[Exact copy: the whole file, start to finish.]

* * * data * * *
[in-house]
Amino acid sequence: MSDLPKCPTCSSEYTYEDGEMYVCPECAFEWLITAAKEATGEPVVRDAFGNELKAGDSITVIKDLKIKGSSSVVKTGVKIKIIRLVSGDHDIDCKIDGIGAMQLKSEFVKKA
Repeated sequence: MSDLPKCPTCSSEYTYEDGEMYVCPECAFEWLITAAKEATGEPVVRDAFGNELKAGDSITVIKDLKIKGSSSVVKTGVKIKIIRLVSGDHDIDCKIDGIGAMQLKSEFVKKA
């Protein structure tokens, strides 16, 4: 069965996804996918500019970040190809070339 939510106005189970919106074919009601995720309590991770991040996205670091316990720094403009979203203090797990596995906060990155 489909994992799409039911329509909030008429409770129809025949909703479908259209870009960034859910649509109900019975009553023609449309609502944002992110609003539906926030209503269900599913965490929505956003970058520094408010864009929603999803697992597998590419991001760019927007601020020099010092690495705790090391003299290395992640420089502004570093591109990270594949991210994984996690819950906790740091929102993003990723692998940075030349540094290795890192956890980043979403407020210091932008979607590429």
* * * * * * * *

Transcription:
[in-house]
Amino acid sequence: MSDLPKCPTCSSEYTYEDGEMYVCPECAFEWLITAAKEATGEPVVRDAFGNELKAGDSITVIKDLKIKGSSSVVKTGVKIKIIRLVSGDHDIDCKIDGIGAMQLKSEFVKKA
Repeated sequence: MSDLPKCPTCSSEYTYEDGEMYVCPECAFEWLITAAKEATGEPVVRDAFGNELKAGDSITVIKDLKIKGSSSVVKTGVKIKIIRLVSGDHDIDCKIDGIGAMQLKSEFVKKA
């Protein structure tokens, strides 16, 4: 069965996804996918500019970040190809070339 939510106005189970919106074919009601995720309590991770991040996205670091316990720094403009979203203090797990596995906060990155 489909994992799409039911329509909030008429409770129809025949909703479908259209870009960034859910649509109900019975009553023609449309609502944002992110609003539906926030209503269900599913965490929505956003970058520094408010864009929603999803697992597998590419991001760019927007601020020099010092690495705790090391003299290395992640420089502004570093591109990270594949991210994984996690819950906790740091929102993003990723692998940075030349540094290795890192956890980043979403407020210091932008979607590429």